US3125978A - Self-aligning chock - Google Patents

Self-aligning chock Download PDF

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US3125978A
US3125978A US3125978DA US3125978A US 3125978 A US3125978 A US 3125978A US 3125978D A US3125978D A US 3125978DA US 3125978 A US3125978 A US 3125978A
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arm
base
line
chock
undersurface
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    • BPERFORMING OPERATIONS; TRANSPORTING
    • B63SHIPS OR OTHER WATERBORNE VESSELS; RELATED EQUIPMENT
    • B63BSHIPS OR OTHER WATERBORNE VESSELS; EQUIPMENT FOR SHIPPING 
    • B63B21/00Tying-up; Shifting, towing, or pushing equipment; Anchoring
    • B63B21/04Fastening or guiding equipment for chains, ropes, hawsers, or the like
    • B63B21/08Clamping devices
    • YGENERAL TAGGING OF NEW TECHNOLOGICAL DEVELOPMENTS; GENERAL TAGGING OF CROSS-SECTIONAL TECHNOLOGIES SPANNING OVER SEVERAL SECTIONS OF THE IPC; TECHNICAL SUBJECTS COVERED BY FORMER USPC CROSS-REFERENCE ART COLLECTIONS [XRACs] AND DIGESTS
    • Y10TECHNICAL SUBJECTS COVERED BY FORMER USPC
    • Y10TTECHNICAL SUBJECTS COVERED BY FORMER US CLASSIFICATION
    • Y10T24/00Buckles, buttons, clasps, etc.
    • Y10T24/39Cord and rope holders
    • YGENERAL TAGGING OF NEW TECHNOLOGICAL DEVELOPMENTS; GENERAL TAGGING OF CROSS-SECTIONAL TECHNOLOGIES SPANNING OVER SEVERAL SECTIONS OF THE IPC; TECHNICAL SUBJECTS COVERED BY FORMER USPC CROSS-REFERENCE ART COLLECTIONS [XRACs] AND DIGESTS
    • Y10TECHNICAL SUBJECTS COVERED BY FORMER USPC
    • Y10TTECHNICAL SUBJECTS COVERED BY FORMER US CLASSIFICATION
    • Y10T24/00Buckles, buttons, clasps, etc.
    • Y10T24/39Cord and rope holders
    • Y10T24/3991Loop engaging

Definitions

  • a further object of the present invention resides in the provision of a novel and advantageous line chock that eifectively grasps and holds a line to prevent abrasion of the line and boat finish, which abrasion was heretofore a necessary incident to mooring, towing, and the like.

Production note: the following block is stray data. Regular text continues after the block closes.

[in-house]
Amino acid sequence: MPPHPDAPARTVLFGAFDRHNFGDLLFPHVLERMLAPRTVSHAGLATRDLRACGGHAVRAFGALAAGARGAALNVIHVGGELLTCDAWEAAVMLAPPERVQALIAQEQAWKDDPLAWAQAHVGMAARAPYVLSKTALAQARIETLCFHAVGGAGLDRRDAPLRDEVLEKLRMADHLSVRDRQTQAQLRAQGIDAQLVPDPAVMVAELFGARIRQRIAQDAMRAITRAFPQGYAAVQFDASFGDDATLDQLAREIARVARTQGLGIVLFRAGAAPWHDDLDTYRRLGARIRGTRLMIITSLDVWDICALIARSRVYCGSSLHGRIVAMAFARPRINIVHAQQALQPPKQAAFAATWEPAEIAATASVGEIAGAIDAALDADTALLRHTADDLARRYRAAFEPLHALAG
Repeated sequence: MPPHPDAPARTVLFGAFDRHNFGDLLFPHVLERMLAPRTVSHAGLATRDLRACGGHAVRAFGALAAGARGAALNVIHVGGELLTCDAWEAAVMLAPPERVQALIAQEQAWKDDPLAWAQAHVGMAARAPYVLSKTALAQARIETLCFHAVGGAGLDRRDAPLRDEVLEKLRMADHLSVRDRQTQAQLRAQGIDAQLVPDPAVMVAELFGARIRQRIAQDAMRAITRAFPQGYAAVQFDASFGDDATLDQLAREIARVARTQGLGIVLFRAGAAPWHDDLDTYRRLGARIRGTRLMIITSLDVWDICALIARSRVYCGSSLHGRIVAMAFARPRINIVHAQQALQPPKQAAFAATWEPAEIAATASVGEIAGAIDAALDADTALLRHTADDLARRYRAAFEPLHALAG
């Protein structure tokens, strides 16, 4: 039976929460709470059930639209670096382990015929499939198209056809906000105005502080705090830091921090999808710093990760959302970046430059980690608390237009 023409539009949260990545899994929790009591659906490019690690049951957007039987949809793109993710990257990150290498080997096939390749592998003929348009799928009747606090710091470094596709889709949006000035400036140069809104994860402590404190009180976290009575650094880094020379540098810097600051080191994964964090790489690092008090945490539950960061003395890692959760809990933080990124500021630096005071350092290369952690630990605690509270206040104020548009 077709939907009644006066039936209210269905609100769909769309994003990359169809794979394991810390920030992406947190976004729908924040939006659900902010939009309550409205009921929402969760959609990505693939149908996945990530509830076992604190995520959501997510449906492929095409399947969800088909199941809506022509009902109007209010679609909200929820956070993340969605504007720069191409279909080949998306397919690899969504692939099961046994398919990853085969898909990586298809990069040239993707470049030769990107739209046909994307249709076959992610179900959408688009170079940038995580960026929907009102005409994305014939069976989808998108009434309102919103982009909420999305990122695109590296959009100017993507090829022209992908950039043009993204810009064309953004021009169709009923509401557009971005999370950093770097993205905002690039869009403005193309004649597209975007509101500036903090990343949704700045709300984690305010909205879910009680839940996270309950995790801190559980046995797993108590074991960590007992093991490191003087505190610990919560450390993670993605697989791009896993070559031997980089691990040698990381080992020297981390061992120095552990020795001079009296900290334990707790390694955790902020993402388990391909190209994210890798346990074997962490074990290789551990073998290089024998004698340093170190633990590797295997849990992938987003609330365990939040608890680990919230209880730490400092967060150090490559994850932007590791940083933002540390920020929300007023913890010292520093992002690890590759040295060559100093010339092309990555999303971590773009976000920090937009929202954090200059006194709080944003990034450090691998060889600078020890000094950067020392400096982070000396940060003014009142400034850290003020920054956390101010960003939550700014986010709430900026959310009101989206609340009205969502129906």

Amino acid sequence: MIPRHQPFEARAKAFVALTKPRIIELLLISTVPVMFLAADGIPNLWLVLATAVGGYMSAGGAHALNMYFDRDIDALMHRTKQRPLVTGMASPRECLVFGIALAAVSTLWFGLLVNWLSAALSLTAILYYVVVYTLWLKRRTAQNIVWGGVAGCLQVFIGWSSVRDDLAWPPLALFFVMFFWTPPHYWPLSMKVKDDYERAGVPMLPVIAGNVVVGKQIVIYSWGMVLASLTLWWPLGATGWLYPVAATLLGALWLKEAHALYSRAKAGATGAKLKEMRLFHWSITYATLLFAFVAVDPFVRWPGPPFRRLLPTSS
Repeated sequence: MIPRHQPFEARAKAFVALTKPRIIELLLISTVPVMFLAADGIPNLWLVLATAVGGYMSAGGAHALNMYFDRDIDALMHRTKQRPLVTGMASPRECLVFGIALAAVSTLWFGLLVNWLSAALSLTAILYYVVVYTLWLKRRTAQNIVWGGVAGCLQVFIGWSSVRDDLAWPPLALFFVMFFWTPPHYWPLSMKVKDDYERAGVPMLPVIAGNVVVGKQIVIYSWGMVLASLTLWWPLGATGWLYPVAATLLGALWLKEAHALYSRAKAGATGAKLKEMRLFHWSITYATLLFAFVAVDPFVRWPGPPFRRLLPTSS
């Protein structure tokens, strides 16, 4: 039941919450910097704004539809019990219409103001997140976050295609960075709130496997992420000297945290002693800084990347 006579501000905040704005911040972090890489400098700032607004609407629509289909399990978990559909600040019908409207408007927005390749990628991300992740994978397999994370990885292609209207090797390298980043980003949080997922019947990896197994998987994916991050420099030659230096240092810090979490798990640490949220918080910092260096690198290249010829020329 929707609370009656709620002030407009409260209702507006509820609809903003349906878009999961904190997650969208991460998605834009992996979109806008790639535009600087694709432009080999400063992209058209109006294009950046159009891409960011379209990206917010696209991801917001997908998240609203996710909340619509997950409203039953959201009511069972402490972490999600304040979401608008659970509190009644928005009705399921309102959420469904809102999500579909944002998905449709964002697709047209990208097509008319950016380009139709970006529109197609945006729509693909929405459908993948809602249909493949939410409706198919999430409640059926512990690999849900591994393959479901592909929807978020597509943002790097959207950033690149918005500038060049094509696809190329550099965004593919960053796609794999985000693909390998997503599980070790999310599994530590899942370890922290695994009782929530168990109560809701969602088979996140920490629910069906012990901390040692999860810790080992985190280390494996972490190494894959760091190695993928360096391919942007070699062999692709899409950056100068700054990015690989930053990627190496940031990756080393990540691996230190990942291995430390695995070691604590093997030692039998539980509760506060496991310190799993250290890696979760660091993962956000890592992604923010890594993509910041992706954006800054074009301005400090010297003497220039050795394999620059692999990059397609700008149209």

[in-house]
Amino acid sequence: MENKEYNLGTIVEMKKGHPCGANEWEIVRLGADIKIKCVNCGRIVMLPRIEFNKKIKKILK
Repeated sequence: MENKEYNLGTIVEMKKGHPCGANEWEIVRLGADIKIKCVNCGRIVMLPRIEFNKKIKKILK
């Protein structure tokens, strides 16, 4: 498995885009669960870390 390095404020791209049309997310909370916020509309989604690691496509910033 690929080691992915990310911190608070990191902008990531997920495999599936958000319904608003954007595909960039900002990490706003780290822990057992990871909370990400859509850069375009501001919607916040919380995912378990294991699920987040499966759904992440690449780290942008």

• Still another object of the present invention resides in the provision of a line chock having the advantageous characteristics mentioned in the preceding paragraphs, which is simple in construction, durable and reliable throughout a long useful life, neat and highly attractive in appearance, and which can be economically manufactured for sale at a reasonable price.
  • FIG. 1 is a top perspective view showing a self-aligning or automatic line chock of the present invention in operative association with a boat deck or gunwale;
  • FIG. 2 is a top plan view showing a line chock of the instant invention and illustrating in phantom a line being automatically aligned by the chock;
  • FIG. 3 is a longitudinal elevational view partly broken away and illustrating in dot-and-dash outline a line in operative association with the chock;
  • FIG. 4 is a top plan view of the instant chock similar to FIG. 3, but showing a line in an intermediate position with respect to the chock;
  • FIG. 5 is an end view taken from the right of FIG. 3 and partly broken away.
  • the chock of the instant invention is there generally designated 10, and is shown in FIG. 1 as mounted on a deck or gunwale 11.
  • the chock includes a generally flat, elongate base 13 seated flat on the deck or gunwale 11 and having at one end an upturned lip or ridge 14. The other end of the base 13 is provided with an upstanding or raised portion 15, from which extends a finger or arm 16.
  • the base 13 may be generally flat, having its upper surface 17 substantially horizontal; and the arm 16 may extend longitudinally of and spaced over the base 13, being inclined away from the base in the direction toward the free arm end 17. Thus, the undersurface 18 of the arm 16 diverges from the base toward the free arm end 17.
  • the base 13, raised portion 15 and arm 16 be integrally fabricated, as by molding or the like, of suitable plastic material.